The Margaret Mead Film Festival is set to kick-off on Thursday, October 19th at the American Museum of Natural History. This year’s Mead will orient itself around activation and confront head-on the things that presently challenge our cultures, our relationships, and our grounding in society. With films that cover the American political upheaval, the effects of global climate change, the refugee crisis unfolding around the world, and the pace of technological transformation, the Mead looks to pull viewers from their comfort zones and thrust them into the conversations that will lay the foundations for discussions that can hopefully move us forward.

In The Block, which is set to air on Sunday afternoon, filmmaker Nadine Boller captures life as it unfolds in the mountains of Kyrgyzstan around an elevated platform where residents are able to get cell phone reception. They travel considerable distances to connect with loved ones for minutes—sometimes the conversations can be measured in seconds.

It is a reminder of something that many of us likely take for granted on a daily basis—connectivity—and a startling reminder of how widespread and integrated cell phones are with daily life. For these people, the connection is a fragile thing that is subject to the whim of natural forces, but it is vital to their ability to be heard. 

The conversations cover a range of mundane topics and emergency moments, again underscoring the presence of technology at our moments of vulnerability. And the viewer is asked to wrestle with ideas of freedom and mobility and connectivity in the span of about ten minutes.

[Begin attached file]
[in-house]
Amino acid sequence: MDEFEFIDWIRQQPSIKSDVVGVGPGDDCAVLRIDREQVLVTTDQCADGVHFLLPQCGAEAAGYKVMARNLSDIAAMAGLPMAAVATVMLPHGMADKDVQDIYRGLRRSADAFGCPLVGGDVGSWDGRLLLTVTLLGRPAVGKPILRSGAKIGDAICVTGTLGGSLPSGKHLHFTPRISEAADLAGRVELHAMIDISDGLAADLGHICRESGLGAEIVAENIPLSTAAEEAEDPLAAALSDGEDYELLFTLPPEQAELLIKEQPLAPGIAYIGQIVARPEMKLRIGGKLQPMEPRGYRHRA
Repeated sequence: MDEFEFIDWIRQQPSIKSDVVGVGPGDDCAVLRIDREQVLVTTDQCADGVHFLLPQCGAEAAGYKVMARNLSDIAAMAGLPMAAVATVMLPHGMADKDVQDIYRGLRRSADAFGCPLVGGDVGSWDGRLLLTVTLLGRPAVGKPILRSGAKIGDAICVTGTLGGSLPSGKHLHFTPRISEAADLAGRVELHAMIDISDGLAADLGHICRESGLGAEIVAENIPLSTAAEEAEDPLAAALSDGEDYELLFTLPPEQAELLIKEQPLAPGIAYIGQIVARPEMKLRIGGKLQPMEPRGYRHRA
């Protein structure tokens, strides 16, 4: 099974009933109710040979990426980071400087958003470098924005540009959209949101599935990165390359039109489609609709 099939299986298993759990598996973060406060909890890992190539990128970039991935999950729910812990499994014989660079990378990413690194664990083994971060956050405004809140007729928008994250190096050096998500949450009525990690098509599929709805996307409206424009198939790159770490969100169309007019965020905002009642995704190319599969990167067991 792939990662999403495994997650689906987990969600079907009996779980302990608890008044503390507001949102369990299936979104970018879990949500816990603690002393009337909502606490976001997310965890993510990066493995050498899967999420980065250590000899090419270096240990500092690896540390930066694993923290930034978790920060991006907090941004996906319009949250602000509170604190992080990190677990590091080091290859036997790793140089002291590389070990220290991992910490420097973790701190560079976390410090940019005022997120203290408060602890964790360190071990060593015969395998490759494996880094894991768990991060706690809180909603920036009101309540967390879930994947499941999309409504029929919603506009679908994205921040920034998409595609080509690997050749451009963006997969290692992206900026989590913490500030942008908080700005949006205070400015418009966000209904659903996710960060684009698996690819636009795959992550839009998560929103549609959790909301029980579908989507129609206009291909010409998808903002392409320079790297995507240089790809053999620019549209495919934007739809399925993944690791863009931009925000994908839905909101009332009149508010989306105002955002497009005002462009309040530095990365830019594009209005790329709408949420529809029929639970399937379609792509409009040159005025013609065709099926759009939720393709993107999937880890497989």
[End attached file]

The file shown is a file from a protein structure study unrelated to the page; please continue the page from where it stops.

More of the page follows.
While the films in the Mead are all generally ethnographic in nature, students of anthropology may be particularly interested in:

  • A Tribute to Zora Neale Hurston which will feature some of the original footage shot by Hurston of the rural Southern African American communities that shaped her novels and plays.
  • Capturing Empathy: Photojournalism and Anthropology Today which delves into the media that we immerse ourselves in to explore questions of empathy and representation. 
  • Angry Inuk which asks us to look at the impacts of our activation on behalf of others through the experiences of the Inuk, who have been banned from hunting seals—a culturally and economically significant event for them.

The Museum’s recent commitment to First Nations representation in the renovation of the Northwest Coast Hall is honored at this year’s Mead as well. First Nation artist Amanda Strong will set-up a centerpiece installation under the Great Canoe in the Grand Gallery featuring several miniature sets, props, and puppets. Strong’s narrative weaves together her family history and the experience of colonialism.

Planning to go? Tell us about it. Comments have been disabled on Anthropology in Practice, but you can always join the community on Facebook.

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